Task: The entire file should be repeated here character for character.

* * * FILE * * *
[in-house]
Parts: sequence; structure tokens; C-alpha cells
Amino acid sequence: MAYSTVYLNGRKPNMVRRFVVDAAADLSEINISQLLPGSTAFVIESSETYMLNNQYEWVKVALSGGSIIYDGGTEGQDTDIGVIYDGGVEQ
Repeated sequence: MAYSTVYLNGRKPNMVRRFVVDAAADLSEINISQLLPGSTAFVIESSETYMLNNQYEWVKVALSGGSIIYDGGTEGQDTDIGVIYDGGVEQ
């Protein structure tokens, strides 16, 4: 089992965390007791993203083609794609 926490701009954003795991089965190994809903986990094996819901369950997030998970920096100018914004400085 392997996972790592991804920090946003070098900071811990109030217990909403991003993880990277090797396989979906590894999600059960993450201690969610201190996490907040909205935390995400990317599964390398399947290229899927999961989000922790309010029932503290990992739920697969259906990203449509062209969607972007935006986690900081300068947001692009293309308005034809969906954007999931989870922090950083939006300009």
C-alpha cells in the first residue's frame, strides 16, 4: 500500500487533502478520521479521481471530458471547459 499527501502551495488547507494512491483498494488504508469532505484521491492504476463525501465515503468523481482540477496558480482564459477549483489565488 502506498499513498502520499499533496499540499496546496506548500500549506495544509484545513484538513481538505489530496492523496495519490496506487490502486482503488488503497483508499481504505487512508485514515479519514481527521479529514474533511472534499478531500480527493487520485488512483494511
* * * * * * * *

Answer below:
[in-house]
Parts: sequence; structure tokens; C-alpha cells
Amino acid sequence: MAYSTVYLNGRKPNMVRRFVVDAAADLSEINISQLLPGSTAFVIESSETYMLNNQYEWVKVALSGGSIIYDGGTEGQDTDIGVIYDGGVEQ
Repeated sequence: MAYSTVYLNGRKPNMVRRFVVDAAADLSEINISQLLPGSTAFVIESSETYMLNNQYEWVKVALSGGSIIYDGGTEGQDTDIGVIYDGGVEQ
């Protein structure tokens, strides 16, 4: 089992965390007791993203083609794609 926490701009954003795991089965190994809903986990094996819901369950997030998970920096100018914004400085 392997996972790592991804920090946003070098900071811990109030217990909403991003993880990277090797396989979906590894999600059960993450201690969610201190996490907040909205935390995400990317599964390398399947290229899927999961989000922790309010029932503290990992739920697969259906990203449509062209969607972007935006986690900081300068947001692009293309308005034809969906954007999931989870922090950083939006300009």
C-alpha cells in the first residue's frame, strides 16, 4: 500500500487533502478520521479521481471530458471547459 499527501502551495488547507494512491483498494488504508469532505484521491492504476463525501465515503468523481482540477496558480482564459477549483489565488 502506498499513498502520499499533496499540499496546496506548500500549506495544509484545513484538513481538505489530496492523496495519490496506487490502486482503488488503497483508499481504505487512508485514515479519514481527521479529514474533511472534499478531500480527493487520485488512483494511